The first time we passed the petrol station, the body wasn’t there.
It was raining, a late Thursday afternoon downpour. The few people left on the streets had been driven into shelter, and 30-odd riot police were taking cover under the petrol station roof. The police were not from around here. They had been ordered in by the central government for the controversial rerun of the presidential election. No one from Kisumu voted.
The policemen watched us, a motley convoy of official Land Cruisers and press vehicles, as we drove by.
We turned left at the traffic circle and into Nyalenda, one of Kisumu’s poorest neighbourhoods. The governor, Anyang Nyong’o, had asked us to follow him. There was something we needed to see. In Nyalenda, and in Obunga, and in Mamboleo, police had been going door-to-door in search of protesters, he said. They had been bashing down doors, beating women and children, he said. They had been looting. They had been raping.
“We are living in a society that is essentially fascist…and is determined to punish the Luo community,” he said, speaking earlier outside the emergency room door at the Jarimogi Oginga Odinga Teaching Hospital. He was interrupted by ambulances: a woman and a child, both in obvious pain, were offloaded. “Look at all this…”, he said, as the stretchers rushed past.
Then we drove off, roaring through the deserted streets. The young men manning the makeshift roadblocks every few hundred metres had been demanding bribes earlier, and they were mostly drunk by now, but they recognised the governor and waved us all through.
We drove through a city, usually crowded and bustling, that had entirely withdrawn: doors locked, shops shuttered, bars empty, errands cancelled, normal life suspended. Collectively, Kisumu had inhaled. Now it was holding its breath.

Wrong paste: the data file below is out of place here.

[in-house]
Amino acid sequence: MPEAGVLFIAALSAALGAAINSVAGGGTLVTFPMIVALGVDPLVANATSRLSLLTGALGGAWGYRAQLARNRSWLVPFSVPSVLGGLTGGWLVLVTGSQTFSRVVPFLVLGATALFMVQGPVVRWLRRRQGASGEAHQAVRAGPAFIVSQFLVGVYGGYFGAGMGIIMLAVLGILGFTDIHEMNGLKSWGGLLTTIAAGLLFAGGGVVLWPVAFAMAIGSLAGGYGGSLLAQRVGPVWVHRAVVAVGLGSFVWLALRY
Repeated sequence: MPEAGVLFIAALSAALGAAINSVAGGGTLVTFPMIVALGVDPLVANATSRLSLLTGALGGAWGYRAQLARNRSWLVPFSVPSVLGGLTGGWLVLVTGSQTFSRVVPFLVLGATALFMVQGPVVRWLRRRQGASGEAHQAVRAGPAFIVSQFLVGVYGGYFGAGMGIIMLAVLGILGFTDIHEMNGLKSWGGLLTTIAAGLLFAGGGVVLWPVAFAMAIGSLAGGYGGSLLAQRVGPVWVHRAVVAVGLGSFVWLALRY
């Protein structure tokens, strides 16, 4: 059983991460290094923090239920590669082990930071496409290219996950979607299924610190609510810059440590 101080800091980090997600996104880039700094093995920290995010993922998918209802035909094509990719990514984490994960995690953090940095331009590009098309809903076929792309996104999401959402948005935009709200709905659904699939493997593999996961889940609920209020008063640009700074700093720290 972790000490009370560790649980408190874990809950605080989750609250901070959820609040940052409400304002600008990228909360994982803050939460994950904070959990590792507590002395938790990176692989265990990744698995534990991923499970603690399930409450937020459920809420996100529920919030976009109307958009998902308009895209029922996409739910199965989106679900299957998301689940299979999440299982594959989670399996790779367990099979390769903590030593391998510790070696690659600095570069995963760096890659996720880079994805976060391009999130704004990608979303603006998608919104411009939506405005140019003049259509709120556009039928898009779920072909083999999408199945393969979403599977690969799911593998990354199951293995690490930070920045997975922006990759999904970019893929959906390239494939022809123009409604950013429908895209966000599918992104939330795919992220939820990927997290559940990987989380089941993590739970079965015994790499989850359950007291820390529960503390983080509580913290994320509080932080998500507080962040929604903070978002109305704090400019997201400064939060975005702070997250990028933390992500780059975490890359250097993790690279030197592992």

In Nyalenda, the governor’s car was mobbed by wildly cheering residents. He poked his head out the sunroof and unfurled a multi-coloured umbrella, but the rain made it difficult for either us or residents to hear him, so he packed it in after a few minutes. He didn’t offer to take us into the slum, or to introduce us to anyone who had witnessed the alleged police brutality.
We turned around, retracing our steps. Traffic circle, petrol station. And then, sprawled on the tarmac in front of us, a body. It was barely visible in the gloom. A young man, limbs at awkward angles, battered by the rain which was getting harder now. Under their canopy, the 30-odd policemen watched, motionless, as the convoy skidded to a halt and medics rushed out.
He was alive, just, but had been badly beaten – he would not regain consciousness for another four hours. He had been dragged into the middle of the road, left for dead.
The police waited, and then watched, motionless, as the governor returned to receive the message that had been left for him.
This is how wars begin.
The governor’s next stop was Obunga. It was starting to get dark. The crowd here was larger, and angrier, and this time the governor was drowned out not by the rain but by the chants: “We want guns! Give us guns! We want guns! Give us guns!”
The governor said nothing to discourage this sentiment. I went to speak to one of his senior aides, to ask why the governor was not using this opportunity to preach peace. “Peace? We want guns. We will get guns and we will use them. If we have to turn this place into Somalia or South Sudan to get what we want, then we will.”
This, too, is how wars begin.
Kisumu went to bed that night uncertain of what terrors the darkness might hold. The city was afraid of its police – would they loot and rape and beat and kill? It was afraid of its own disillusioned, disaffected young men, drugged up on on fear and bravado and the empty promises of the men who claim to lead them. It was afraid of the thugs and criminals that emerge whenever law and order breaks down, no matter how briefly.
“When you are pushed, you must kick back”